Int. J. Environ. Res. Public Health 2010, 7(9), 3513-3530; doi:10.3390/ijerph7093513
Article

Comparison of Laboratory and Field Remote Sensing Methods to Measure Forage Quality

1 Department of Geography, University of Saskatchewan, 117 Science Place, Saskatoon, Saskatchewan, S7N 5C8, Canada 2 Jasper National Park of Canada, Parks Canada, P.O. Box 10, Jasper, AB T0E 1E0, Canada
* Author to whom correspondence should be addressed.
Received: 5 August 2010; Accepted: 16 September 2010 / Published: 27 September 2010
(This article belongs to the Special Issue Advances in Environmental Sensor Networks)
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Abstract: Recent research in range ecology has emphasized the importance of forage quality as a key indicator of rangeland condition. However, we lack tools to evaluate forage quality at scales appropriate for management. Using canopy reflectance data to measure forage quality has been conducted at both laboratory and field levels separately, but little work has been conducted to evaluate these methods simultaneously. The objective of this study is to find a reliable way of assessing grassland quality through measuring forage chemistry with reflectance. We studied a mixed grass ecosystem in Grasslands National Park of Canada and surrounding pastures, located in southern Saskatchewan. Spectral reflectance was collected at both in-situ field level and in the laboratory. Vegetation samples were collected at each site, sorted into the green grass portion, and then sent to a chemical company for measuring forage quality variables, including protein, lignin, ash, moisture at 135 ºC, Neutral Detergent Fiber (NDF), Acid Detergent Fiber (ADF), Total Digestible, Digestible Energy, Net Energy for Lactation, Net Energy for Maintenance, and Net Energy for Gain. Reflectance data were processed with the first derivative transformation and continuum removal method. Correlation analysis was conducted on spectral and forage quality variables. A regression model was further built to investigate the possibility of using canopy spectral measurements to predict the grassland quality. Results indicated that field level prediction of protein of mixed grass species was possible (r2 = 0.63). However, the relationship between canopy reflectance and the other forage quality variables was not strong.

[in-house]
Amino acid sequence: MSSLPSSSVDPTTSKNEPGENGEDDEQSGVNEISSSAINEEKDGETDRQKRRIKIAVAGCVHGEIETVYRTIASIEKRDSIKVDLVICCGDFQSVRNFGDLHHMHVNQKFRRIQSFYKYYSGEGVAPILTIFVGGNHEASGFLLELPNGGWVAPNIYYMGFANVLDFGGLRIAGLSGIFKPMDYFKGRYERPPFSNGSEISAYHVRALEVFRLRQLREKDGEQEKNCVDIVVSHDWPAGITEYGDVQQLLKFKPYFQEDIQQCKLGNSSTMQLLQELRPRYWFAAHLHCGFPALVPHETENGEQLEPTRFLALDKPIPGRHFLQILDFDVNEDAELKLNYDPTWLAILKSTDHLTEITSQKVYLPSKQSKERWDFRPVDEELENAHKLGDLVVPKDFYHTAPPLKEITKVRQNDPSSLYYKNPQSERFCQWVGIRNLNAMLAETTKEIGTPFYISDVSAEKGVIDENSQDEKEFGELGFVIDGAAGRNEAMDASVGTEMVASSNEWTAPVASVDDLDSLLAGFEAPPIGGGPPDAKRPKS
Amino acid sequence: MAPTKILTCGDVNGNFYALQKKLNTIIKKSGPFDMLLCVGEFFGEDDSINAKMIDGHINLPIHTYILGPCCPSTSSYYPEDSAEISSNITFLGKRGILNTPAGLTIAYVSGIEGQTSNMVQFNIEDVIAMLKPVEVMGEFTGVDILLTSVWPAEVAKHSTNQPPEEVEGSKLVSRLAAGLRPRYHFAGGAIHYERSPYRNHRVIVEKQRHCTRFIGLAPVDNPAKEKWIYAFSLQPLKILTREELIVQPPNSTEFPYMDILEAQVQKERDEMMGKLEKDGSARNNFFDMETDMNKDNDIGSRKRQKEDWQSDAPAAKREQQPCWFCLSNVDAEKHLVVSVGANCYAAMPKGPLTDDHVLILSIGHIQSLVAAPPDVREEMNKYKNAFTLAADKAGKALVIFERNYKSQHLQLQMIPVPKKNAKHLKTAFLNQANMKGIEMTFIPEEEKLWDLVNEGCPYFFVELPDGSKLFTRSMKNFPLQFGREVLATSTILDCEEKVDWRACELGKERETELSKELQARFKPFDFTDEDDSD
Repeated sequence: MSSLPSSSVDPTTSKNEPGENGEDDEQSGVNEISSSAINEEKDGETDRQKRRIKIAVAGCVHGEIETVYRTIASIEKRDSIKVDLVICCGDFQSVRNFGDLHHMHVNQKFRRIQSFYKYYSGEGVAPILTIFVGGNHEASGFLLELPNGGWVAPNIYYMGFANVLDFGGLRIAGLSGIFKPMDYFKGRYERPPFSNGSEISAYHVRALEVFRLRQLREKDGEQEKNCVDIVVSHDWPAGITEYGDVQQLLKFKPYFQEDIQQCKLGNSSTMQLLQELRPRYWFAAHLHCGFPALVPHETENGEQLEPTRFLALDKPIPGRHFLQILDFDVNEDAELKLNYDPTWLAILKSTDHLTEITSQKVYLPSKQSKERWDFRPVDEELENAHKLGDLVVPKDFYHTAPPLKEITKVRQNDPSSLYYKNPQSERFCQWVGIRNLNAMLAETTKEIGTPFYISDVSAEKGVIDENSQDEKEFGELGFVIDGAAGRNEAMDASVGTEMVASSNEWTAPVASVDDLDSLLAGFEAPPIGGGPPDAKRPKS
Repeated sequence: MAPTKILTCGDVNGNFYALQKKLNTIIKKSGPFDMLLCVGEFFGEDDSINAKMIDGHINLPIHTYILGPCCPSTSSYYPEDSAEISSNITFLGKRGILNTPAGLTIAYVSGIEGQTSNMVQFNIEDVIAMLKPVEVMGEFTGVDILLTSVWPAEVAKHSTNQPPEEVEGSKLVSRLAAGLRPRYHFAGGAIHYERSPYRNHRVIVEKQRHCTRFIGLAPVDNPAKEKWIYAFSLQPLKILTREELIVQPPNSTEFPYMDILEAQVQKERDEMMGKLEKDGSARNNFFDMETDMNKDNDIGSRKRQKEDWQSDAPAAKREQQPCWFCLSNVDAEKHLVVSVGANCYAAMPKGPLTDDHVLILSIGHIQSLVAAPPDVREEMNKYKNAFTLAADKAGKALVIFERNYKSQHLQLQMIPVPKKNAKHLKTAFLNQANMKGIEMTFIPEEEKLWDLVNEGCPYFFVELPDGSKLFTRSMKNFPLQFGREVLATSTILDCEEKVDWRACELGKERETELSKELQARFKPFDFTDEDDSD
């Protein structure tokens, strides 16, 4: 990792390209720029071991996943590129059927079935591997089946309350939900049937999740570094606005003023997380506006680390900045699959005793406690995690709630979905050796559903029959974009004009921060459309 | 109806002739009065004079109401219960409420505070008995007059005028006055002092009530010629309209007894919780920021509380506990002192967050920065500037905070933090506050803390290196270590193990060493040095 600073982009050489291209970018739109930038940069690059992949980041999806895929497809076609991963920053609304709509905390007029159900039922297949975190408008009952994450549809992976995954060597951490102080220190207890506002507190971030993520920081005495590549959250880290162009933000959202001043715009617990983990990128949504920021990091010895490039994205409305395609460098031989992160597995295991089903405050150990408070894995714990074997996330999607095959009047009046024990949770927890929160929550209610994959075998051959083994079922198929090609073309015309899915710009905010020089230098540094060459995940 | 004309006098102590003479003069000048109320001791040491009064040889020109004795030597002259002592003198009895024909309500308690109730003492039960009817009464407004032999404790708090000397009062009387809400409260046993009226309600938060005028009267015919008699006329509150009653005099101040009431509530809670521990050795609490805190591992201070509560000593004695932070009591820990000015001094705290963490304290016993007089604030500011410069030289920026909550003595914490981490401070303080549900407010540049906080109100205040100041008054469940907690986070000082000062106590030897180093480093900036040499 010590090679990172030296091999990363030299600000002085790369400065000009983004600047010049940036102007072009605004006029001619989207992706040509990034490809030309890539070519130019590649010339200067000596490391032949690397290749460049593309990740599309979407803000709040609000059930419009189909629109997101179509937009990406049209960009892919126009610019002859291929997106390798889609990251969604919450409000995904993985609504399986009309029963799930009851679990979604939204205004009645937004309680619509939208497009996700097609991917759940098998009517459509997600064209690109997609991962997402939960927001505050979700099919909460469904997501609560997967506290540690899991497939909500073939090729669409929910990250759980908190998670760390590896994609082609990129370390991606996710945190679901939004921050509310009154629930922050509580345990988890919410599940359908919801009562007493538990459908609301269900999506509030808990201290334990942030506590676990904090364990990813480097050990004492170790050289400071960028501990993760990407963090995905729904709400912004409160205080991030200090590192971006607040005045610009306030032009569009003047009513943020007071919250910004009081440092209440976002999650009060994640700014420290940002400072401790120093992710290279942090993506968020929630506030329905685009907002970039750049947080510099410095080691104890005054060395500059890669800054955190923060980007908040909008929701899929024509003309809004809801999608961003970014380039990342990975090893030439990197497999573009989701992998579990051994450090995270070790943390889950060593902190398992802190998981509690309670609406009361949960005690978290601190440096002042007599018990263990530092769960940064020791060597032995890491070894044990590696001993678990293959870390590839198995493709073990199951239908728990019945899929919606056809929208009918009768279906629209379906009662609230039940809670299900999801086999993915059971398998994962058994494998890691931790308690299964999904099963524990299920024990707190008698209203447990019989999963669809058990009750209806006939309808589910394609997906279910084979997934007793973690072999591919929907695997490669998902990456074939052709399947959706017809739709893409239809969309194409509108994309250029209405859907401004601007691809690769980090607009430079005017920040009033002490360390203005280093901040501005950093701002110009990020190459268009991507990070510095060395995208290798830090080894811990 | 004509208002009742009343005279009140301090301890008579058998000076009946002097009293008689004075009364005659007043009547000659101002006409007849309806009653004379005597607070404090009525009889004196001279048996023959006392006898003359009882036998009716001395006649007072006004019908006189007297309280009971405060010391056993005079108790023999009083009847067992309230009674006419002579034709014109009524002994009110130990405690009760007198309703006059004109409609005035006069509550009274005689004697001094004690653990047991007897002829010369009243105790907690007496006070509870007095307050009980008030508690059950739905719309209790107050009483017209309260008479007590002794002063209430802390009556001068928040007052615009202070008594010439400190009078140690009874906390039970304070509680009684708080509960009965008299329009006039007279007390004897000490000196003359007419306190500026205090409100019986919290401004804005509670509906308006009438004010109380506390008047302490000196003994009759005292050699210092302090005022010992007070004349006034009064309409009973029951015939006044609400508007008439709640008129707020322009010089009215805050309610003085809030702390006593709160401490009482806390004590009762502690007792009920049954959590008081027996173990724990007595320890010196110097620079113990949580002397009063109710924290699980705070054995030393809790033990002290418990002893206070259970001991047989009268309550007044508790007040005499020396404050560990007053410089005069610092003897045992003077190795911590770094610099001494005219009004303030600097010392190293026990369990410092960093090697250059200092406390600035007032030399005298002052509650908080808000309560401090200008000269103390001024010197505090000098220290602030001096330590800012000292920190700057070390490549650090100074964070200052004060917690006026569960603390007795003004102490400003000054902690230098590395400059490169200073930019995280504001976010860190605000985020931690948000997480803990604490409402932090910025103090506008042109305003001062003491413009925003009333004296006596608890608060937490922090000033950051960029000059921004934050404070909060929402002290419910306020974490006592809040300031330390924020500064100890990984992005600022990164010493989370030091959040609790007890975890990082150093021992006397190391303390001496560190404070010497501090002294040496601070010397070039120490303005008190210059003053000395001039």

Keywords: forage quality; chemical contents; remote sensing; mixed-grass prairie; protein; NDF; ADF

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MDPI and ACS Style

Guo, X.; Wilmshurst, J.F.; Li, Z. Comparison of Laboratory and Field Remote Sensing Methods to Measure Forage Quality. Int. J. Environ. Res. Public Health 2010, 7, 3513-3530.

AMA Style

Guo X, Wilmshurst JF, Li Z. Comparison of Laboratory and Field Remote Sensing Methods to Measure Forage Quality. International Journal of Environmental Research and Public Health. 2010; 7(9):3513-3530.

Chicago/Turabian Style

Guo, Xulin; Wilmshurst, John F.; Li, Zhaoqin. 2010. "Comparison of Laboratory and Field Remote Sensing Methods to Measure Forage Quality." Int. J. Environ. Res. Public Health 7, no. 9: 3513-3530.

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